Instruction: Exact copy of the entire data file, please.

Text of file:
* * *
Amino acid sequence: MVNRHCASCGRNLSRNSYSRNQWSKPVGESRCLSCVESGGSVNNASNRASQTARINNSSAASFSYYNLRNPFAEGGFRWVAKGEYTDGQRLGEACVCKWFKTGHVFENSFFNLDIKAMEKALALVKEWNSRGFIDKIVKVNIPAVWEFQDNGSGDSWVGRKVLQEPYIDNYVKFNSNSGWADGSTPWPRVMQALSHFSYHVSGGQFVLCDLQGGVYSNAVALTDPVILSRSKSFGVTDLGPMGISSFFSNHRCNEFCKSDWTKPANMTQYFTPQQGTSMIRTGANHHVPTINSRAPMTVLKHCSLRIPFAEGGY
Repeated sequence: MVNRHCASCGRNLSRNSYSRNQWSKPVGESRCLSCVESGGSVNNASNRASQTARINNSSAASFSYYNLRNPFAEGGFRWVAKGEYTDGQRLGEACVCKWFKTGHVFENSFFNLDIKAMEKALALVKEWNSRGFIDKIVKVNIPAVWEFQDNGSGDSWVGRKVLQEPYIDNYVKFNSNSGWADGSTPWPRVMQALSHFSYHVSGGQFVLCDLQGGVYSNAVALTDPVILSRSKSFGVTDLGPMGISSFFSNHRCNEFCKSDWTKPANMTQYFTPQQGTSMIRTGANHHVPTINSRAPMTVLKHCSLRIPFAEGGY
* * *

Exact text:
Amino acid sequence: MVNRHCASCGRNLSRNSYSRNQWSKPVGESRCLSCVESGGSVNNASNRASQTARINNSSAASFSYYNLRNPFAEGGFRWVAKGEYTDGQRLGEACVCKWFKTGHVFENSFFNLDIKAMEKALALVKEWNSRGFIDKIVKVNIPAVWEFQDNGSGDSWVGRKVLQEPYIDNYVKFNSNSGWADGSTPWPRVMQALSHFSYHVSGGQFVLCDLQGGVYSNAVALTDPVILSRSKSFGVTDLGPMGISSFFSNHRCNEFCKSDWTKPANMTQYFTPQQGTSMIRTGANHHVPTINSRAPMTVLKHCSLRIPFAEGGY
Repeated sequence: MVNRHCASCGRNLSRNSYSRNQWSKPVGESRCLSCVESGGSVNNASNRASQTARINNSSAASFSYYNLRNPFAEGGFRWVAKGEYTDGQRLGEACVCKWFKTGHVFENSFFNLDIKAMEKALALVKEWNSRGFIDKIVKVNIPAVWEFQDNGSGDSWVGRKVLQEPYIDNYVKFNSNSGWADGSTPWPRVMQALSHFSYHVSGGQFVLCDLQGGVYSNAVALTDPVILSRSKSFGVTDLGPMGISSFFSNHRCNEFCKSDWTKPANMTQYFTPQQGTSMIRTGANHHVPTINSRAPMTVLKHCSLRIPFAEGGY